There was an interesting discussion overnight, on the radio concerning advances in medical science. They were talking about the use of robots for internal examinations. An advance on pure keyhole surgery. I was particularly interested to hear that they are using these little robots with miniature instruments to perform the removal of the prostate where it is cancerous and in doing so, as they are able to magnify the site x3, they are able to do so with great accuracy without damaging the two vital nerves, close by, affecting incontinence and impotence.
Those readersÂ who have followed this blog from the beginning, or have made the effort to read it right through, (and I agree that it is a labour of love to do so due to its length in the) will recall that I had a radical prostatectomy in 2000. It was a five hour operation during which the surgeon managed to destroy both of these two vital nerves. So, it is very encouraging to learn that people in my position, in the future, may not suffer the same loss as did I.
As predicted, the trouble in the Middle East continues to build up. It now looks as though it could be Col. Gaddafi’s time to be toppled. The more protesters he kills, and there has been a significant number, both shot dead and severely wounded, the angrier the protesters will become and I believe the end result, to be inevitable. Is this going to be a domino effect throughout Â the Middle East, toppling the long-term rulers and dictators and substituting it with what, Islam or democracy? Either way theÂ outcome could have a significant effect on our long-term way of life in this country.
Comments continue to come in concerning my long entry, 16 February, which peripherally dealt with belief in God. Readers might find the exchange between Karl and myself at the end of that entry of some interest.
A busy week ahead, number of visitors including Chloe and the grandchildren on Wednesday, it being their school half-time.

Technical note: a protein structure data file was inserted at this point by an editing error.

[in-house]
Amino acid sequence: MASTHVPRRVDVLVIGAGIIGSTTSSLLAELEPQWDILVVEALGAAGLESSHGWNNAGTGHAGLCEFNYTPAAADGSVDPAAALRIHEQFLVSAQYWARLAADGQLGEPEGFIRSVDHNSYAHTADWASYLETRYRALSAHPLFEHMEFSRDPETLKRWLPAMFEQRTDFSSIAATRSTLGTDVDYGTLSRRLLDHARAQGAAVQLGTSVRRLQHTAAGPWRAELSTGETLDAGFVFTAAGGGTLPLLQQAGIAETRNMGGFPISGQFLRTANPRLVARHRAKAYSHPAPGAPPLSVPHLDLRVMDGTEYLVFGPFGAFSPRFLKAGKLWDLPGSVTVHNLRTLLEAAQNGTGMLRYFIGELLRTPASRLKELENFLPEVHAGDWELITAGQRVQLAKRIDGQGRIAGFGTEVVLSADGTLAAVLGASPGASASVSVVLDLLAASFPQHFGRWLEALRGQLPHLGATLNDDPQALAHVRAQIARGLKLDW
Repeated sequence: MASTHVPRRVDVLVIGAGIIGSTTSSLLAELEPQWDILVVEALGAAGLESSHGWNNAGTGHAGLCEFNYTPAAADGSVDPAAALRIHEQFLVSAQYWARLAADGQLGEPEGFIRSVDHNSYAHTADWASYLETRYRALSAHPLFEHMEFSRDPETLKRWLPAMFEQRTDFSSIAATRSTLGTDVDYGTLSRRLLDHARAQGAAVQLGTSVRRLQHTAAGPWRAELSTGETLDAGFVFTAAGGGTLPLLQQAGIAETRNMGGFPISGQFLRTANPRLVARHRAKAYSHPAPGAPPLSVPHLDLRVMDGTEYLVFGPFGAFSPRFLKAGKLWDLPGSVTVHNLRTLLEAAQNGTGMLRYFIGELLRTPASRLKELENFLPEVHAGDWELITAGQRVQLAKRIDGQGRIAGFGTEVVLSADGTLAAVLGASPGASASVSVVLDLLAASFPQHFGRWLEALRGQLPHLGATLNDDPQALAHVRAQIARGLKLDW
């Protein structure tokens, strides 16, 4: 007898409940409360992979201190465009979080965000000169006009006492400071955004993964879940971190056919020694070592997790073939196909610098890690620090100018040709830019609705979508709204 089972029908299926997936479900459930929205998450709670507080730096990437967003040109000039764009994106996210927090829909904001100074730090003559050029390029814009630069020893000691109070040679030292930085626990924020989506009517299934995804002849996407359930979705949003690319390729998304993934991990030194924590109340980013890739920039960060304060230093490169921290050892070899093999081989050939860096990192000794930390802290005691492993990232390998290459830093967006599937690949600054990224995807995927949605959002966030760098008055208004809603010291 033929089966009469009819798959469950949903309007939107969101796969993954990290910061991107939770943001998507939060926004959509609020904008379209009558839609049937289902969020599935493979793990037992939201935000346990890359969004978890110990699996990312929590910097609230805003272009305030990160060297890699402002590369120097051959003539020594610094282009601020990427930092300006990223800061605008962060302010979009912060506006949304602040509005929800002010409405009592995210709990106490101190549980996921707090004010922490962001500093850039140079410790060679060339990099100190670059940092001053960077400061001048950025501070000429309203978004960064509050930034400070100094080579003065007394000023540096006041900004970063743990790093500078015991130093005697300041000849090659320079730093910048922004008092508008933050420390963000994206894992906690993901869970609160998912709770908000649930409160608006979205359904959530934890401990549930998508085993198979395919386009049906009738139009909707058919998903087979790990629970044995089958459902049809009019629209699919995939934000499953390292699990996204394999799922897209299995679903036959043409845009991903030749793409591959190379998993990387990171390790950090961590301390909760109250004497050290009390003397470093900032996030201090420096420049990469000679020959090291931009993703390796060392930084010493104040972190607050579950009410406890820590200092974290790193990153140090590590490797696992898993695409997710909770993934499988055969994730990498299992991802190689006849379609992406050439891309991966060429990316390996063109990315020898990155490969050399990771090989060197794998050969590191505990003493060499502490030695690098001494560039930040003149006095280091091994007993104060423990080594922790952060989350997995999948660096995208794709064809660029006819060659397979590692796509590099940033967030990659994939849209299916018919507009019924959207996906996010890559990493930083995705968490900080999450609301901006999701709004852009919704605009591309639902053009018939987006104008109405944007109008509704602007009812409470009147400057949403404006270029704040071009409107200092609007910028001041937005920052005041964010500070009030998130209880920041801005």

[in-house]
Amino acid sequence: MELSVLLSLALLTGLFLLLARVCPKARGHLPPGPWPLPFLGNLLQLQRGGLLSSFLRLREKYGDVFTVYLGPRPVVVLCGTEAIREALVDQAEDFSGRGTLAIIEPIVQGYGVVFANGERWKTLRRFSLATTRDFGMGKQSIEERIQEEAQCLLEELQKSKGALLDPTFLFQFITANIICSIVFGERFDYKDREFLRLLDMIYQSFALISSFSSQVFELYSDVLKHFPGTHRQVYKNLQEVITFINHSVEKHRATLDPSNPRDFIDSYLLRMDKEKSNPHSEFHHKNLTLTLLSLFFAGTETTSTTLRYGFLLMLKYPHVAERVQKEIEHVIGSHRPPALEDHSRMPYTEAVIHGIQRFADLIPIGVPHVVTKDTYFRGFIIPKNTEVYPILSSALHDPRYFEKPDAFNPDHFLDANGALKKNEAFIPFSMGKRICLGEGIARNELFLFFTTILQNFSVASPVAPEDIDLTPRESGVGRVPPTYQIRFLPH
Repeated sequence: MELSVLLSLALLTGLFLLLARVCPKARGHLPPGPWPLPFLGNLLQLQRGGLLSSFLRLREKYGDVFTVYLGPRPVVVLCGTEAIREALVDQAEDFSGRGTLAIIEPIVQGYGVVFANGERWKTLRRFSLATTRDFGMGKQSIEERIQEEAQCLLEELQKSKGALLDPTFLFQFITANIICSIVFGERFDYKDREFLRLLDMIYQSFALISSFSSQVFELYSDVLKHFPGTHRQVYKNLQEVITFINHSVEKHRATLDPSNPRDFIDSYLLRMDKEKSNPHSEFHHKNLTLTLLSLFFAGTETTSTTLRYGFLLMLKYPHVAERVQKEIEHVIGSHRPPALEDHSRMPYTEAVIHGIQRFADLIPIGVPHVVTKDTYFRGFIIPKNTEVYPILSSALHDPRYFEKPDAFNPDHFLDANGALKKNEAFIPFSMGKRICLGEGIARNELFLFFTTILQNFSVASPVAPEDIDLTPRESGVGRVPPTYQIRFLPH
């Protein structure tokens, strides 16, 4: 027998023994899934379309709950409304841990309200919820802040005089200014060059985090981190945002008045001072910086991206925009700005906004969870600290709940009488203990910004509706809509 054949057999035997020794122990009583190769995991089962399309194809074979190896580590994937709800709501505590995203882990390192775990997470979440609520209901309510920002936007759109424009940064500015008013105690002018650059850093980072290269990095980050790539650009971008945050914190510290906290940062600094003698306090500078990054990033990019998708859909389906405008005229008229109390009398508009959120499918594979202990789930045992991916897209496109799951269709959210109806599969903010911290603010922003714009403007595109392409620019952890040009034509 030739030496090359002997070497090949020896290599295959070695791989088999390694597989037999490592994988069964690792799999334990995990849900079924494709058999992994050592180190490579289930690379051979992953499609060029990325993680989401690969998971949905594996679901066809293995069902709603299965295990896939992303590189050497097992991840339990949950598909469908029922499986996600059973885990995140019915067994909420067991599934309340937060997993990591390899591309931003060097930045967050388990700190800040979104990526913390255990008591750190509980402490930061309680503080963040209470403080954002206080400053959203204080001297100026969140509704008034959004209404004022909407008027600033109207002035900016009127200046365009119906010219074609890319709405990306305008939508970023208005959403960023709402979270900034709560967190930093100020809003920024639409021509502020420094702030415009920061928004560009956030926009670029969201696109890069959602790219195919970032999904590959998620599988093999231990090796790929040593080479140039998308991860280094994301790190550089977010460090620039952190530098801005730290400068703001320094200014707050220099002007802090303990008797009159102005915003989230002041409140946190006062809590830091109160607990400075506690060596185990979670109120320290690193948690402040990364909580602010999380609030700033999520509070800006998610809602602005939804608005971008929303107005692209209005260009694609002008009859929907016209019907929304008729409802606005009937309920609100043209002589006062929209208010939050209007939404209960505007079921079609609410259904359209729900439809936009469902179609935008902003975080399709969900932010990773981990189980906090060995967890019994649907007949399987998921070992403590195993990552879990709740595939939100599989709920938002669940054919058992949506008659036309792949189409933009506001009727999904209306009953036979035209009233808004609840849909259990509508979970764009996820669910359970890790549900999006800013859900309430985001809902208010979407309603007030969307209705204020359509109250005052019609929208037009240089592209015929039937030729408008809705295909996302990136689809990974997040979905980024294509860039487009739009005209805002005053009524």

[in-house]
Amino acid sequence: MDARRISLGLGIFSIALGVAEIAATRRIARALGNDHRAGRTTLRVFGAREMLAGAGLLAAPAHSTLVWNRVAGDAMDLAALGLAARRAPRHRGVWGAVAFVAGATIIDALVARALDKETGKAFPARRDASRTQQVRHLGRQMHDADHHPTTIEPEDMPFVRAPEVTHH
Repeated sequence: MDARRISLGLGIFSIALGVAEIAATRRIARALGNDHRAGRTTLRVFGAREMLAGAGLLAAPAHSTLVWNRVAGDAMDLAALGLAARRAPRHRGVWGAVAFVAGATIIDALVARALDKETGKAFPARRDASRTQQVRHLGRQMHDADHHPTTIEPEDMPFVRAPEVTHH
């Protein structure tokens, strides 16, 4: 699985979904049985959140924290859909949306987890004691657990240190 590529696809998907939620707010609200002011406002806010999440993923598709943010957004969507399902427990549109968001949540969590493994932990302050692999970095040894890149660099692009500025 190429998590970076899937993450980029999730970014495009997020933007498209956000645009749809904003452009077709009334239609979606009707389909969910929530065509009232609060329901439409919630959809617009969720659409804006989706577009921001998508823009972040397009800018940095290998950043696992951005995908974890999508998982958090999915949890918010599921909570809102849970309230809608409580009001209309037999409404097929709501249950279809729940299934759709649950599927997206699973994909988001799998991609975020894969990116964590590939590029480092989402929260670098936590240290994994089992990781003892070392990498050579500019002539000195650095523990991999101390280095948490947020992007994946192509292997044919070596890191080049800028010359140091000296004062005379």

I hope some of you readers had a go at the Leap Frog test (see the end of the 18Â Feb. entry). Â I will be fascinated to learn how many of you managed to do it in the two minutes allowed for 9/10-year-old Chinese schoolchildren I have to honestly say that after two false starts, I was lucky enough to manage it well within in the time limit (1min. 12 secâ€™s).
I have just watched a fascinating programme on BBC television entitled The Human Planet. It traces the growth and control of grasslands, throughout the world, from the earliest times to the modern day, and concludes that without the grasslands the human race would never have existed. I was particularly fascinated by the tribes in Kenya, Ethiopia and Mongolia, all of which I have visited and therefore have some familiarity with. I can thoroughly recommend looking in on this programme through BBC iplayer.
A friend of mine came out this afternoon asking me to look through a Minor Works Contract for the refurbishment of the house that he and his wife bought recently. I was happy to do it; it was quite like old times. Having concluded our business whilst waiting for Alice to return-she having popped out to see Â a friend of ours taking advantage my chumâ€™s presence to keep an eye on me – I challenged my poor friend to do the Leap Frog test, which is set for 9/10-year-old Chinese schoolchildren, to be completed in under two minutes (see above) I was amused when he gave up after six minutes although, he is a very bright chap and I have no doubt he would have managed it on the next attempt or two.